La presente Política de Privacidad establece los términos en que Arte por Excelencias usa y protege la información que es proporcionada por sus usuarios al momento de utilizar su sitio web. Esta compañía está comprometida con la seguridad de los datos de sus usuarios. Cuando le pedimos llenar los campos de información personal con la cual usted pueda ser identificado, lo hacemos asegurando que sólo se empleará de acuerdo con los términos de este documento. Sin embargo esta Política de Privacidad puede cambiar con el tiempo o ser actualizada por lo que le recomendamos y enfatizamos revisar continuamente esta página para asegurarse que está de acuerdo con dichos cambios.

Información que es recogida

Nuestro sitio web podrá recoger información personal por ejemplo: Nombre, información de contacto como su dirección de correo electrónica e información demográfica. Así mismo cuando sea necesario podrá ser requerida información específica para procesar algún pedido o realizar una entrega o facturación.

Uso de la información recogida

Nuestro sitio web emplea la información con el fin de proporcionar el mejor servicio posible, particularmente para mantener un registro de usuarios, de pedidos en caso que aplique, y mejorar nuestros productos y servicios. Es posible que sean enviados correos electrónicos periódicamente a través de nuestro sitio con ofertas especiales, nuevos productos y otra información publicitaria que consideremos relevante para usted o que pueda brindarle algún beneficio, estos correos electrónicos serán enviados a la dirección que usted proporcione y podrán ser cancelados en cualquier momento.

Arte por Excelencias está altamente comprometido para cumplir con el compromiso de mantener su información segura. Usamos los sistemas más avanzados y los actualizamos constantemente para asegurarnos que no exista ningún acceso no autorizado.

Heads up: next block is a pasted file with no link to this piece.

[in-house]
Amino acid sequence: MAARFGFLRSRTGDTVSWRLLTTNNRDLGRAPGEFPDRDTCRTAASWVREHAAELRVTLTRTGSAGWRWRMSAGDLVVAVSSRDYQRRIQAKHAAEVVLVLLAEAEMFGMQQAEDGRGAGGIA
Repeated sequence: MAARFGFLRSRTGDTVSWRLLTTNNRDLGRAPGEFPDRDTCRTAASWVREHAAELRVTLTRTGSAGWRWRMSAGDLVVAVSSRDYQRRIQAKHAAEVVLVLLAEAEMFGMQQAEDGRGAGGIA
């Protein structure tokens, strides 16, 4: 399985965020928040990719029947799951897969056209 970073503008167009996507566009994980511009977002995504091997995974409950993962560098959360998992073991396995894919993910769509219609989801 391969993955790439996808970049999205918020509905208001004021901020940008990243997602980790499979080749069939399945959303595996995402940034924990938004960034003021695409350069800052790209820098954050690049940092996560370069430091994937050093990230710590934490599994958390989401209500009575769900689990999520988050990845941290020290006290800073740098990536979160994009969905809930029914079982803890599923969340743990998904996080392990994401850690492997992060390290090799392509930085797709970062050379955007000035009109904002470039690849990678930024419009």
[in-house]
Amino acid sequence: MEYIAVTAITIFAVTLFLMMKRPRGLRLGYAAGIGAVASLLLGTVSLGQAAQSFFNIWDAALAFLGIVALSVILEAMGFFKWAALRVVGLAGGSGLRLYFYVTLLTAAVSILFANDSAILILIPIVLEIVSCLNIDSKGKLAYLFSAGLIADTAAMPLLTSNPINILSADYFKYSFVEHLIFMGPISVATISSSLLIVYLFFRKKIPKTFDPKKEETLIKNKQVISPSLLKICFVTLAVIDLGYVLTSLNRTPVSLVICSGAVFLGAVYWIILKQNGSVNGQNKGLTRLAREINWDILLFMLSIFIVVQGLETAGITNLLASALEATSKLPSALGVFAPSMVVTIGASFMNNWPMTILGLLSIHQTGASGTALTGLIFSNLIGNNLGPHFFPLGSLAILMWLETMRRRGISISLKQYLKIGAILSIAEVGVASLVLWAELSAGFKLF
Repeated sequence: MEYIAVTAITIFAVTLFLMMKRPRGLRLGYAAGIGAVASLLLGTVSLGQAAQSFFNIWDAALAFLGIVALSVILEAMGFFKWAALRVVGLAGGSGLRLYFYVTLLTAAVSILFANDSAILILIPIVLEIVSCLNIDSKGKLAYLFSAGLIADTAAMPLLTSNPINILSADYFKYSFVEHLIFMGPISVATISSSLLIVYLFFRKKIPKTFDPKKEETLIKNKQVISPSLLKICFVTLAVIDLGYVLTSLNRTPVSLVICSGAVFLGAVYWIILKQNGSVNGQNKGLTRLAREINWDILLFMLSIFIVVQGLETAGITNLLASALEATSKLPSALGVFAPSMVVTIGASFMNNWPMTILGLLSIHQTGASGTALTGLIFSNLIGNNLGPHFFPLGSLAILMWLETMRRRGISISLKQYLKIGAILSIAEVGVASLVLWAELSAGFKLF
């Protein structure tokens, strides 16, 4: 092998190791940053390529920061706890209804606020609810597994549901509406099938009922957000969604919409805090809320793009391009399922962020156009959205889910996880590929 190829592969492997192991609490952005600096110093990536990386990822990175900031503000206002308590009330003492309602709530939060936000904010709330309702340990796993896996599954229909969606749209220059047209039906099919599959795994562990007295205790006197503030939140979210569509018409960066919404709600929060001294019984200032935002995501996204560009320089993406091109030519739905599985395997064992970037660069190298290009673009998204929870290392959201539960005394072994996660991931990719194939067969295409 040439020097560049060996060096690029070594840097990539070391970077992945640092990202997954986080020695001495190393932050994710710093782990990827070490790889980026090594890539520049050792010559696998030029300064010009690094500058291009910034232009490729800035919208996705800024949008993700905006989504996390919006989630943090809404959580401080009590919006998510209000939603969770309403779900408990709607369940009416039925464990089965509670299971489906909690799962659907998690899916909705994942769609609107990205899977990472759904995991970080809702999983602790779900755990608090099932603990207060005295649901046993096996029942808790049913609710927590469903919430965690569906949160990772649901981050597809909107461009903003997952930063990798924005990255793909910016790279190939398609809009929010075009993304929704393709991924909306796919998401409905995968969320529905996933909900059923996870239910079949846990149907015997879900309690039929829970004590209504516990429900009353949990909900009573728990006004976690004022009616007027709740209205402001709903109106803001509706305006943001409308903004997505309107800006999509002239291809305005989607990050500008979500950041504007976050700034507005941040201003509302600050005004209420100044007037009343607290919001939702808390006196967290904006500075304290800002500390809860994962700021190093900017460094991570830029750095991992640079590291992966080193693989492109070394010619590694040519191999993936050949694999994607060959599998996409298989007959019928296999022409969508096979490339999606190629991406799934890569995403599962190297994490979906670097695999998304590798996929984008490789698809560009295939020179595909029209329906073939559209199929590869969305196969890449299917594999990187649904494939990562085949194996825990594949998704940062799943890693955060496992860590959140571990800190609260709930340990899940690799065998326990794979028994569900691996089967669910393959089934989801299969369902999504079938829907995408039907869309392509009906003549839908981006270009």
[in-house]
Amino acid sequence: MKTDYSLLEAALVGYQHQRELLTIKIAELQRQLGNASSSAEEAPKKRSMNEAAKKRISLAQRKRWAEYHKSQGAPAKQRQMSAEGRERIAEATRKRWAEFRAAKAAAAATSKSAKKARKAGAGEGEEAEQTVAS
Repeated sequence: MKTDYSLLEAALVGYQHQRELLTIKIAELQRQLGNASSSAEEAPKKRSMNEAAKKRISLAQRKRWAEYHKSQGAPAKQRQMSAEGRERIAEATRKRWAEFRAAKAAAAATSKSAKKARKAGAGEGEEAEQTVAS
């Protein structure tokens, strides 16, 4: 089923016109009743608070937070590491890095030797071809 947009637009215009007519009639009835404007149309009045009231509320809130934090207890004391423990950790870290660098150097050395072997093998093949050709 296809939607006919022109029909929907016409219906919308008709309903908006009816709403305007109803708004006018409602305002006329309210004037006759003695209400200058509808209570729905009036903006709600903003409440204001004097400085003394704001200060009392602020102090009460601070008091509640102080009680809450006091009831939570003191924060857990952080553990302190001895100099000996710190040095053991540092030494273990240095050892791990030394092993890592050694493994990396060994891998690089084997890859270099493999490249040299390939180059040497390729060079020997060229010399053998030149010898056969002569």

Cookies

Una cookie se refiere a un fichero que es enviado con la finalidad de solicitar permiso para almacenarse en su ordenador, al aceptar dicho fichero se crea y la cookie sirve entonces para tener información respecto al tráfico web, y también facilita las futuras visitas a una web recurrente. Otra función que tienen las cookies es que con ellas las web pueden reconocerte individualmente y por tanto brindarte el mejor servicio personalizado de su web.

Nuestro sitio web emplea las cookies para poder identificar las páginas que son visitadas y su frecuencia. Esta información es empleada únicamente para análisis estadístico y después la información se elimina de forma permanente. Usted puede eliminar las cookies en cualquier momento desde su ordenador. Sin embargo las cookies ayudan a proporcionar un mejor servicio de los sitios web, estas no dan acceso a información de su ordenador ni de usted, a menos de que usted así lo quiera y la proporcione directamente.

Usted puede aceptar o negar el uso de cookies, sin embargo la mayoría de navegadores aceptan cookies automáticamente pues sirve para tener un mejor servicio web. También usted puede cambiar la configuración de su ordenador para declinar las cookies. Si se declinan es posible que no pueda utilizar algunos de nuestros servicios.

Enlaces a Terceros

Este sitio web pudiera contener en laces a otros sitios que pudieran ser de su interés. Una vez que usted de clic en estos enlaces y abandone nuestra página, ya no tenemos control sobre al sitio al que es redirigido y por lo tanto no somos responsables de los términos o privacidad ni de la protección de sus datos en esos otros sitios terceros. Dichos sitios están sujetos a sus propias políticas de privacidad por lo cual es recomendable que los consulte para confirmar que usted está de acuerdo con estas.

Control de su información personal

En cualquier momento usted puede restringir la recopilación o el uso de la información personal que es proporcionada a nuestro sitio web. Cada vez que se le solicite rellenar un formulario, como el de alta de usuario, puede marcar o desmarcar la opción de recibir información por correo electrónico. En caso de que haya marcado la opción de recibir nuestro boletín o publicidad usted puede cancelarla en cualquier momento.

Esta compañía no venderá, cederá ni distribuirá la información personal que es recopilada sin su consentimiento, salvo que sea requerido por un juez con un orden judicial.

PIEGATTO. ALL RIGHTS RESERVED    |    15 CALLE 7-41 ZONA 10 GUATEMALA, C. A. 01010    |    T (+502) 23 66 33 77    |    POLÍTICA DE PRIVACIDAD
PIEGATTO. ALL RIGHTS RESERVED
15 CALLE 7-41 ZONA 10 GUATEMALA,
C. A. 01010    |    T (+502) 23 66 33 77